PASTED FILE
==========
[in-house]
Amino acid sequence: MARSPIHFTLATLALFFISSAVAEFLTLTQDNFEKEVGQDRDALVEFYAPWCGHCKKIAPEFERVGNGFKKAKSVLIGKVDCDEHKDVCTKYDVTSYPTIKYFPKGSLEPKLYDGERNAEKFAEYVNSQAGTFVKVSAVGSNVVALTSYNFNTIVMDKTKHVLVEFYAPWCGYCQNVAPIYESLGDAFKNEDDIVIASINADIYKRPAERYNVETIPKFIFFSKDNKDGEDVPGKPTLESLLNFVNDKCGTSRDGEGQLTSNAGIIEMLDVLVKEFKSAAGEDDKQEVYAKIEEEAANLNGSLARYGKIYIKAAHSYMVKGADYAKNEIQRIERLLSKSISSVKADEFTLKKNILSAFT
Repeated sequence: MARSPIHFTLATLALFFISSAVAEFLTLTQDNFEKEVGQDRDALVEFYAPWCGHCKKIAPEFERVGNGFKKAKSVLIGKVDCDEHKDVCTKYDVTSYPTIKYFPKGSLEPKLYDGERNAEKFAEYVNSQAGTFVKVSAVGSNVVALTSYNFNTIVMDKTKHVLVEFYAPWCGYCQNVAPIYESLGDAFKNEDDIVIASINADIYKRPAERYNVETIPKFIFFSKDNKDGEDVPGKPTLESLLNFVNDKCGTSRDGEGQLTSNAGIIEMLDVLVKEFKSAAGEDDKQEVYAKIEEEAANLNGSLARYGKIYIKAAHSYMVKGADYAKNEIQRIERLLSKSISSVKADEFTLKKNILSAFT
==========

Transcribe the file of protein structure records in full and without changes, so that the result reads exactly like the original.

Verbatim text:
[in-house]
Amino acid sequence: MARSPIHFTLATLALFFISSAVAEFLTLTQDNFEKEVGQDRDALVEFYAPWCGHCKKIAPEFERVGNGFKKAKSVLIGKVDCDEHKDVCTKYDVTSYPTIKYFPKGSLEPKLYDGERNAEKFAEYVNSQAGTFVKVSAVGSNVVALTSYNFNTIVMDKTKHVLVEFYAPWCGYCQNVAPIYESLGDAFKNEDDIVIASINADIYKRPAERYNVETIPKFIFFSKDNKDGEDVPGKPTLESLLNFVNDKCGTSRDGEGQLTSNAGIIEMLDVLVKEFKSAAGEDDKQEVYAKIEEEAANLNGSLARYGKIYIKAAHSYMVKGADYAKNEIQRIERLLSKSISSVKADEFTLKKNILSAFT
Repeated sequence: MARSPIHFTLATLALFFISSAVAEFLTLTQDNFEKEVGQDRDALVEFYAPWCGHCKKIAPEFERVGNGFKKAKSVLIGKVDCDEHKDVCTKYDVTSYPTIKYFPKGSLEPKLYDGERNAEKFAEYVNSQAGTFVKVSAVGSNVVALTSYNFNTIVMDKTKHVLVEFYAPWCGYCQNVAPIYESLGDAFKNEDDIVIASINADIYKRPAERYNVETIPKFIFFSKDNKDGEDVPGKPTLESLLNFVNDKCGTSRDGEGQLTSNAGIIEMLDVLVKEFKSAAGEDDKQEVYAKIEEEAANLNGSLARYGKIYIKAAHSYMVKGADYAKNEIQRIERLLSKSISSVKADEFTLKKNILSAFT